The City’s own examination of the issue comes as a state bill is wending its way through Sacramento. The bill — AB 186 introduced by Assemblymember Susan Talamantes Eggman, D-Stockton, and co-authored by state Senator Scott Wiener — would lift barriers for local municipalities to open safe injection sites by legalizing drug use in such facilities. Drug users would be allowed to inject drugs onsite under the supervision of health care professionals to ensure they are using clean equipment, do not overdose and ultimately receive the counseling they need to get off of drugs.
“I am a big believer in harm reduction, public health strategies and trying new things,” Wiener told the Examiner in a recent editorial meeting. “The current situation is not working well. You can see that with injection drug use in our streets and syringes.”
There should not be a state law barrier to doing that,” Wiener continued. “San Francisco and other localities should have the ability to try it out. If it doesn’t work, we can scrap it. But if it does work, it could be a really positive thing.”
San Francisco has experienced a somewhat steady number of drug overdoses from opioids, cocaine and methamphetamine each year during the past decade of about 175 — though opioid overdose deaths declined between 2015 and 2016 with the increased use of naloxone.
The Drug Overdose Prevention and Education (DOPE) Project, a coalition that works to reduce overdose fatalities in San Francisco, reports an increasing number of opioid overdose reversals by lay people with naloxone each year with 886 in 2016, according to DPH. Fatal heroin overdoses in San Francisco had decreased from 120 in 2000, to about 30 in 2014.
Eggman unsuccessfully attempted to pass a similar bill last year. This year, things are faring better. The bill was approved by the Assembly Health Committee in a 9-4 vote last month after it was amended to sunset in January 2022 and limited to the counties of Alameda, Fresno, Humboldt, Los Angeles, Mendocino, San Francisco, San Joaquin and Santa Cruz. The Assembly Public Safety Committee will vote April 18 on the bill.
The bill has official support from nearly 40 groups, including several in San Francisco, such as the Drug Policy Alliance, HealthRight 360, San Francisco Homeless Coalition, the Glide Foundation, the Gubbio Project, San Francisco AIDS Foundation, St. Anthony Foundation, Saint Francis Foundation and St. James Infirmary.
The bill is opposed by several law enforcement groups, including the California Police Chiefs Association.
A study published in the Journal of Drug Issues in December took the safe injection model in Vancouver, Canada — called Insite, an operation of 13 booths for clients operating 18 hours per day — and applied it to San Francisco. The study found that “the supervised injection facility would prevent 3.3 cases of HIV and 19 cases of hepatitis C virus per year, reduce skin and soft tissue infection hospital stays by 415 days annually, save an average of 0.24 lives per year, and facilitate 110 people to enter medication-assisted treatment.”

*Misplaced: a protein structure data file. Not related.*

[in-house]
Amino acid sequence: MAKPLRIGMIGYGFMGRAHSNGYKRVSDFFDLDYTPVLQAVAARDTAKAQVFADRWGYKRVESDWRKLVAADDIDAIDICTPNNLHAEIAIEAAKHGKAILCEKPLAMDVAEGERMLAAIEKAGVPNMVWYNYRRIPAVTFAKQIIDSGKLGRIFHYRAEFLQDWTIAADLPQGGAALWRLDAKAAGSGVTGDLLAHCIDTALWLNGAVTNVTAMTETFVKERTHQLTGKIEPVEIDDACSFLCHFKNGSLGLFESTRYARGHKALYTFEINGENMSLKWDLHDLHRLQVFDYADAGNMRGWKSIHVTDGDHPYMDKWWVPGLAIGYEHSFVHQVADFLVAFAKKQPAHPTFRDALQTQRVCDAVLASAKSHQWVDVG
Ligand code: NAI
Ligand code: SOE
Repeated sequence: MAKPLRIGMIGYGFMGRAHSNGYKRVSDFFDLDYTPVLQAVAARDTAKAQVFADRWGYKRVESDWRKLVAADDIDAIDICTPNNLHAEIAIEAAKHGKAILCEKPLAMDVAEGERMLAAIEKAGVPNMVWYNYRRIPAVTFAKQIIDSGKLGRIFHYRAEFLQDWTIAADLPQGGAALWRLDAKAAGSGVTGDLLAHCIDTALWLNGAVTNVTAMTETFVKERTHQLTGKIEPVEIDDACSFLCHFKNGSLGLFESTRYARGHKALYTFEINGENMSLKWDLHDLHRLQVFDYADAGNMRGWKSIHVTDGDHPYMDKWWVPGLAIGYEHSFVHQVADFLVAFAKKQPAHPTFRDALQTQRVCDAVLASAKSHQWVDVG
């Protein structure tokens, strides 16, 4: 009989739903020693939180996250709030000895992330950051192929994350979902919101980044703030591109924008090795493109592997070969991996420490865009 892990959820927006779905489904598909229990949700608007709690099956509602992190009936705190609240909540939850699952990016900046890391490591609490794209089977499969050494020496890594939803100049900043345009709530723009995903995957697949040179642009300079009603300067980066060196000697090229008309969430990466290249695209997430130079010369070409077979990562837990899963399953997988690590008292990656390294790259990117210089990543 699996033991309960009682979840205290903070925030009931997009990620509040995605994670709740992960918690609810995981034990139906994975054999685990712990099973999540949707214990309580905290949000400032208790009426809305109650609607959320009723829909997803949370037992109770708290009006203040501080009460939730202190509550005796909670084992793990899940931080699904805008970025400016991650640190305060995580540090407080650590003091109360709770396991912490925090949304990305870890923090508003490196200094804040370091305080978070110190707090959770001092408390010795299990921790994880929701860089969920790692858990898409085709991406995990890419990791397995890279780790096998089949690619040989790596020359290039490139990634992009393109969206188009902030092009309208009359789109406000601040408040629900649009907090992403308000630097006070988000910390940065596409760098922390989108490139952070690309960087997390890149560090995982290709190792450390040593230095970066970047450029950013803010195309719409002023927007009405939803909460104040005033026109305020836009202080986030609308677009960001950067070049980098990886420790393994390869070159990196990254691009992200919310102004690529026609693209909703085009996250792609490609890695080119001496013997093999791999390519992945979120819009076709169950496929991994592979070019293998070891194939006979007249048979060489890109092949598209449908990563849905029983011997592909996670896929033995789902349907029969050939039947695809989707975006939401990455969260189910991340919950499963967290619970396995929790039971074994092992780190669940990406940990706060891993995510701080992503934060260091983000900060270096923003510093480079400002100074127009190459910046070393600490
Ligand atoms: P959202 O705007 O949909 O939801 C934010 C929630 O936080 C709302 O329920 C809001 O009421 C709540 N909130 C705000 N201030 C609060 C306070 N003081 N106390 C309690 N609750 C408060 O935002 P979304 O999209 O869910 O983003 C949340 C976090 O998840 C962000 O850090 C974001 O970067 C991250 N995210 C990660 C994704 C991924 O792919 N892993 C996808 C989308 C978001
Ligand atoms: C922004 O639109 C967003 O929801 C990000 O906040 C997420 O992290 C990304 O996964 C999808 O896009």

The City would see about $6.1 million in health savings, and the facility would cost $2.6 million, a net savings of $3.5 million, according to the study.
The Department of Public Health said there remains a consistent rate of infection for people who inject drugs, with about 50 percent who have hepatitis C and about 15 percent who have HIV. But Dr. Phillip Coffin, of DPH, said HIV rates may be underestimated due to declining rates of HIV testing among those who inject drugs.
Dr. Andrew Desruisseau operates a HealthRight 360 clinic on the sixth floor of Glide in the Tenderloin that treats about 1,600 patients, an estimated 40 percent of whom are intravenous drug users.
“We have done such a great job in San Francisco from the public health perspective. We have getting to zero campaigns for HIV. We have ‘End Hep C’ campaigns. This is kind of that missing piece,” Desruisseau said of safe injection sites.
“The whole harm-reduction model works on going from a green light and maybe trying to make it yellow and slow down, and we can meet at this intersection and provide a lot of services if you are ready,” Desruisseau continued. “If you’re not, that’s cool, too. We will make sure you are not dying.”
For Eisen, there was no “light bulb moment” for recovery, nor “hitting rock bottom.” “The path to recovery is up and down. I want it, I don’t want it. I want it, I don’t want it,” she recalled.
“For most people, recovery is a really slow process of putting together more good experiences than bad experiences over a long period of time,” Eisen said. “You have to give your brain enough time to experience … to move through the misery to: I feel a little better every day.”